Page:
This assumes that the people funding the national debt are disproportionately the wealthy. I didn't have evidence then but now I do.
The chart below, taken from his 2013 article in New Political Economy, shows the share of the U.S. public debt held by the Top 1%. This share follows the general historical contours of the overall distribution of wealth, and is currently hovering around 45% – approximately the same level as at the turn of the twentieth century.
Equally startling is the extreme concentration of debt holdings by corporations...in the first decade of the millennium, 2,675 firms – representing a tiny 0.05% of all corporations – owned a whopping 82% of the public debt held by corporations. This concentration is significantly higher than it was in the 1950s, when a similar number of firms, representing 0.2% of all corporations, owned 66% of the debt held by corporations.Who owns the public debt? (Real World Economics Review blog)
No wonder profits are so high!
This also explains why even though the government is perennially underfunded, the Republicans can simultaneously portray the deficit as an existential threat while making it their central policy to reduce tax rates for the wealthiest Americans. In fact, they just passed the "Death Tax Repeal Act" (HR 1105) which would eliminate taxes on the country's richest people while increasing the deficit by 269 billion dollars over the next ten years. Yet they will still turn around and claim things like the deficit is too high, and unemployment insurance must be eliminated.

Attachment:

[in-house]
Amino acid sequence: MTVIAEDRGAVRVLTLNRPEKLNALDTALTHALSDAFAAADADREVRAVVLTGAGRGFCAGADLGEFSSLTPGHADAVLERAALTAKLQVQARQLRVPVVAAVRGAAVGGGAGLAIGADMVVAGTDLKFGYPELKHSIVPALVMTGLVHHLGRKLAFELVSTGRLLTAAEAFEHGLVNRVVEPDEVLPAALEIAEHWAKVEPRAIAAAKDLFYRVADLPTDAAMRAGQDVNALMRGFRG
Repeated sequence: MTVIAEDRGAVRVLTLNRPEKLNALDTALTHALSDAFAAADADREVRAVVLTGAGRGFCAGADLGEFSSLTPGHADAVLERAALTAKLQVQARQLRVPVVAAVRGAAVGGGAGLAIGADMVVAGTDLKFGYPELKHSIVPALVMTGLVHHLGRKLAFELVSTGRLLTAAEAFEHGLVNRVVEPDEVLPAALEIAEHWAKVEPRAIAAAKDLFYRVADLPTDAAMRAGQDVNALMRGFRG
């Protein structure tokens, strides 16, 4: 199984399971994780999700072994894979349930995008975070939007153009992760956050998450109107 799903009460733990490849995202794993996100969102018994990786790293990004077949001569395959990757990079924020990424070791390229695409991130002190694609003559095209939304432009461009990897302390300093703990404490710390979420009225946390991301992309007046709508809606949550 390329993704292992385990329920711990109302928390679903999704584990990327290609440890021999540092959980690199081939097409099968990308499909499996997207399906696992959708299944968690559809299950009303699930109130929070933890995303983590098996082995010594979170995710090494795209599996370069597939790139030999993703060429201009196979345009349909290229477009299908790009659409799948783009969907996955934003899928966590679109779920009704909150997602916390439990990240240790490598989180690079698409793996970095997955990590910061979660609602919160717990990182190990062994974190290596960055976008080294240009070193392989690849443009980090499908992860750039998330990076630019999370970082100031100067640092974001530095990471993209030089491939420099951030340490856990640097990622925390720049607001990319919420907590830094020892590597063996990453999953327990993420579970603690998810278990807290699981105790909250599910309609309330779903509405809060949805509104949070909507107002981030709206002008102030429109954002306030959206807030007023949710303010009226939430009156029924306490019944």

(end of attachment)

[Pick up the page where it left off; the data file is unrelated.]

This drives more borrowing, which is the point. Republicans then go one to claim that the solution is to just to reduce spending to whatever the tax rate happens to be, yet when they get in office, they never do that! In fact, both government spending and budget deficits have historically risen far more under Republicans than Democrats. And the claim that reducing taxes on the wealthy somehow supercharges the economy and increases revenue is failing year after year everywhere it has been tried.
So the next time someone says that "we" own the deficit, or try to portray the people owning saving bonds as salt-of-the earth ordinary people like grandma saving for retirement, you can call bullshit. The concept of "national debt" is a redistribution scheme pure and simple, whether here or in Greece.